Dear readers, I must apologise for the radio silence. I have been extremely busy since my failed play-by-play of the Hellenic Observatory’s Fiscal Management Conference. Now that I finally have a bit of time, I am happy to announce that details of the event (including all presentations) are now online.
However, by far the best was an explosive presentation by one Dr Vassilis Manessiotis of the Bank of Greece. I have previously been unable to find his presentation but it is now available here.
This presentation was made even more timely by the recent revelation that the IMF has written to our Government expressing alarm about our failure to meet our tax revenue targets. Plainly, our frequent claim that missing the revenue target is not a problem as we can compensate by cutting expenditures even deeper than originally planned is pure madness. However, the IMF should have been more vocal when it mattered – this is after all a pre-election period and we all know what happens during Greek pre-election periods.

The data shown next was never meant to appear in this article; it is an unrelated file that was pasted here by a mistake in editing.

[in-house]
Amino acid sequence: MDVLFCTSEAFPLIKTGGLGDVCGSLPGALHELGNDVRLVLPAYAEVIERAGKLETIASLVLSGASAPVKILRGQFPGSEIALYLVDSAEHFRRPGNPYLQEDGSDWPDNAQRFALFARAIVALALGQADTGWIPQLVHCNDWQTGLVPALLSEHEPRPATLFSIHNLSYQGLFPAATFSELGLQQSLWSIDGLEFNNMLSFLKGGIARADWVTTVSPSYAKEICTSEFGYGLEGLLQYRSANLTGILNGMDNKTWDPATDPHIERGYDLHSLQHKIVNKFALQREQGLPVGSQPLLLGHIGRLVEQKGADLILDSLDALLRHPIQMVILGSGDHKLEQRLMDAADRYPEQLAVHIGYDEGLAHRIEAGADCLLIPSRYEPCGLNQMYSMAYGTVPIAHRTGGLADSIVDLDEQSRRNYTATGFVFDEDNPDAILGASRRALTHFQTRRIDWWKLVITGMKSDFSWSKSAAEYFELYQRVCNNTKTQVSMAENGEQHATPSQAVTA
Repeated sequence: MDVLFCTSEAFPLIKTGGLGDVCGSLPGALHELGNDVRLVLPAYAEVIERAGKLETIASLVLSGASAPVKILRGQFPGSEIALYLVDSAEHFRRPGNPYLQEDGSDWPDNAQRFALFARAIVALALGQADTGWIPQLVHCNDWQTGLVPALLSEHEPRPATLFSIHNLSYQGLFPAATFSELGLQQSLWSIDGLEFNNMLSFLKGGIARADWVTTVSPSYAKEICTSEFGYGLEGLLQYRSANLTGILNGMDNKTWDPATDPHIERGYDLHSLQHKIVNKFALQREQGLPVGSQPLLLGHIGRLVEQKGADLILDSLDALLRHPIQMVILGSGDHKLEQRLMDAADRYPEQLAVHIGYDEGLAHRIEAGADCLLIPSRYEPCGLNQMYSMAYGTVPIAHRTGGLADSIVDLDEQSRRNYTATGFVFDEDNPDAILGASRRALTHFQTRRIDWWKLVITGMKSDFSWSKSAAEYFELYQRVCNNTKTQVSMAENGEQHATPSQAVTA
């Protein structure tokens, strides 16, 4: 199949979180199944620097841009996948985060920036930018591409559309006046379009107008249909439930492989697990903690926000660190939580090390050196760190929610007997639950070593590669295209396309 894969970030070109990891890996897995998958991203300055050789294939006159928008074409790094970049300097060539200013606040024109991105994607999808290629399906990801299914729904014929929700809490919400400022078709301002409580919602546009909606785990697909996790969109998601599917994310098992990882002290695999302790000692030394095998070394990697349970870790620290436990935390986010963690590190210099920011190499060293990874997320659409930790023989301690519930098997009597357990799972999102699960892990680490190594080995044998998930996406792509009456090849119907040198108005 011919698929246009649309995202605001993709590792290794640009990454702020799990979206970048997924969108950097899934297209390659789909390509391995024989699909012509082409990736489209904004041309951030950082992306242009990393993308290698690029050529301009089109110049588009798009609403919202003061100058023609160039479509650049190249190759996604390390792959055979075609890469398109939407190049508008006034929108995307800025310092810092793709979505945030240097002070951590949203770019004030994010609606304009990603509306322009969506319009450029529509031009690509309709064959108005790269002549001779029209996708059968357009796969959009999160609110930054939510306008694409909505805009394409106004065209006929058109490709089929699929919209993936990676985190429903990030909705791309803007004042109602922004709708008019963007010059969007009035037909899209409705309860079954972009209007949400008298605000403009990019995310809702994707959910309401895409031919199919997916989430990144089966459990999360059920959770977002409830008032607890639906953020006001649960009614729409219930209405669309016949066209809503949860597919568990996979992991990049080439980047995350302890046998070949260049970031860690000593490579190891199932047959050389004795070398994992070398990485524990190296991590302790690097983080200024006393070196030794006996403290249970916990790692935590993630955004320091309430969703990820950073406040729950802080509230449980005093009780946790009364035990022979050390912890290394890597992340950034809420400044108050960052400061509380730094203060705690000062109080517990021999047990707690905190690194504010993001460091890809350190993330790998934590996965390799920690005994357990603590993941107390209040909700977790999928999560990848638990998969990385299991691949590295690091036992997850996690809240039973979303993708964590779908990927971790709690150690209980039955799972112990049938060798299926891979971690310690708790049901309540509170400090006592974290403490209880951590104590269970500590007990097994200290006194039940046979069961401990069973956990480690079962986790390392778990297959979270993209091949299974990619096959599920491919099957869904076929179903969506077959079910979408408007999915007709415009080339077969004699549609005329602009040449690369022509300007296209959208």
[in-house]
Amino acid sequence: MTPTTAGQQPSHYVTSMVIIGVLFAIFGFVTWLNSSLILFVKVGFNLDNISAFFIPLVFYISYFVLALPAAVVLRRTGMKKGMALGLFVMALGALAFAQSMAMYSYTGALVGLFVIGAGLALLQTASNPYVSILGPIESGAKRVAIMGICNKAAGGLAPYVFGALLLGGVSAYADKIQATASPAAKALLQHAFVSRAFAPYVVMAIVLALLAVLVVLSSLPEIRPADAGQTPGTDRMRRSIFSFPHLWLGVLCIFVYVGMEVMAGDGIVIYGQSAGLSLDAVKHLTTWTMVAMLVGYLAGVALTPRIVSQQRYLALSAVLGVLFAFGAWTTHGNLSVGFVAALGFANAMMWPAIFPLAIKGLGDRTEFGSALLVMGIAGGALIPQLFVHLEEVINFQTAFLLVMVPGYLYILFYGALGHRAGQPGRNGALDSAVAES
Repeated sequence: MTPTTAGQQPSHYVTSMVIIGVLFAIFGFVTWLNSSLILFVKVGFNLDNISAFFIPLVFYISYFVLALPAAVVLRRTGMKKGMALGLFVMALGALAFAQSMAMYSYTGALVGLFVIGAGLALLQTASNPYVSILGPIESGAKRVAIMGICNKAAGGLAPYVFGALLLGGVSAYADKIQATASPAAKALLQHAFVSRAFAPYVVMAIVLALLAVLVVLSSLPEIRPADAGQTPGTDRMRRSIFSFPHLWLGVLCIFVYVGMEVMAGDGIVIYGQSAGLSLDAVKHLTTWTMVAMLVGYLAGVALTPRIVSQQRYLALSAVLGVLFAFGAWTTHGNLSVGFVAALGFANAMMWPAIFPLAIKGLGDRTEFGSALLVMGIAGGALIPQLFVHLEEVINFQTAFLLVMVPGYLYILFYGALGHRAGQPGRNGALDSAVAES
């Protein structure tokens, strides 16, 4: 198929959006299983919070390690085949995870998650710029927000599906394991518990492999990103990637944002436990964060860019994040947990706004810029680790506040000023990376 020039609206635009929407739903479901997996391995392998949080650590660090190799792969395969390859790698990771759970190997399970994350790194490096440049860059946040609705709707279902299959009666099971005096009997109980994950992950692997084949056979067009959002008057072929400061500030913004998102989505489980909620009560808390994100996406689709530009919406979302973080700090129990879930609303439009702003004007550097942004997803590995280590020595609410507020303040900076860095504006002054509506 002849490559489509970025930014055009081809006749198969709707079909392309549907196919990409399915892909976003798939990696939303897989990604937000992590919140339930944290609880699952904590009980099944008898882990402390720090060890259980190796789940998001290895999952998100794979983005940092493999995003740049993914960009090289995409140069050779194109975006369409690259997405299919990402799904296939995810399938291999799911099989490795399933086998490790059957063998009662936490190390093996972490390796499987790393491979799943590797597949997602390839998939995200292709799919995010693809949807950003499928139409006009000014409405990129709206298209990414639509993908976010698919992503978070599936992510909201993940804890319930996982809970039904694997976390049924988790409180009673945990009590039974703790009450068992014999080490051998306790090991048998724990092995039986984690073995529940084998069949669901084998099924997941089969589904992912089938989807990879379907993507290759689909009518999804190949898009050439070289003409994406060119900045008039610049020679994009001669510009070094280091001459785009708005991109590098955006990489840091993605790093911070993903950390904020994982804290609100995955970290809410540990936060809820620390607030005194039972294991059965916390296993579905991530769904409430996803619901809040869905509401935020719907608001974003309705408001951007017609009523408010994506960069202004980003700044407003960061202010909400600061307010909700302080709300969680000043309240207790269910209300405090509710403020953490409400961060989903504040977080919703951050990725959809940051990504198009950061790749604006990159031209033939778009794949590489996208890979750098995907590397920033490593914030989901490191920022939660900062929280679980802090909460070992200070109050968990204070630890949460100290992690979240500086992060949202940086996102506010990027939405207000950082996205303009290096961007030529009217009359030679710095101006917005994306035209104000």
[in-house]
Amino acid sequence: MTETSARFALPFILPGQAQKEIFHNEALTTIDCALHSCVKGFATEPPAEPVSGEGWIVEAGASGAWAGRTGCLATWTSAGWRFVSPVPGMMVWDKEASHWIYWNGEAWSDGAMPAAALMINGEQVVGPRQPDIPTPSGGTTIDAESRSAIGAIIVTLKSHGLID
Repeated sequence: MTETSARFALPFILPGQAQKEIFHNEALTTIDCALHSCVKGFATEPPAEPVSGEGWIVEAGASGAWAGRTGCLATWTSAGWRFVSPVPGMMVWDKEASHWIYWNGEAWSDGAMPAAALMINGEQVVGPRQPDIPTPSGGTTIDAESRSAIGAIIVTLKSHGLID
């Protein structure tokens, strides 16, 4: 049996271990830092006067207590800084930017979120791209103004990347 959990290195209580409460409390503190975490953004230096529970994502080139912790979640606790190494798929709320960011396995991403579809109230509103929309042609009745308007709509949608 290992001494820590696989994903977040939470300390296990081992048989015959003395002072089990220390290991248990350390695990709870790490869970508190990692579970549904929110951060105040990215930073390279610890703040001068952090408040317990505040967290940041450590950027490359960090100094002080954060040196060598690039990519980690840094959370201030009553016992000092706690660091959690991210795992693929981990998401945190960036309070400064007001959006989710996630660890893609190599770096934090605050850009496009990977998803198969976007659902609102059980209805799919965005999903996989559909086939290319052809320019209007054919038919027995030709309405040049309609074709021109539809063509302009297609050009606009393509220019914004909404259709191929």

Anyway, back to our story.
Dr Manessiotis explained that, as with all developing nations (yup!), tax administration in Greece is tax policy. How we get the money in is at least as important as the nominal rate of tax or the choice of direct or indirect taxes (see here for a detailed academic discussion). He explained, for instance, that VAT took 20 years to introduce in Greece (late 60s to late 80s), as administrative failures forced policymakers to delay its introduction 4 times.
In the context of very poor tax administration and high rates of evasion or avoidance, Manessiotis said, the Laffer curve simply doesn’t work – lower rates of tax simply lead to lower revenues and that is that. The hard-to-catch populations are of course the self-employed and small businesses as I have discussed here.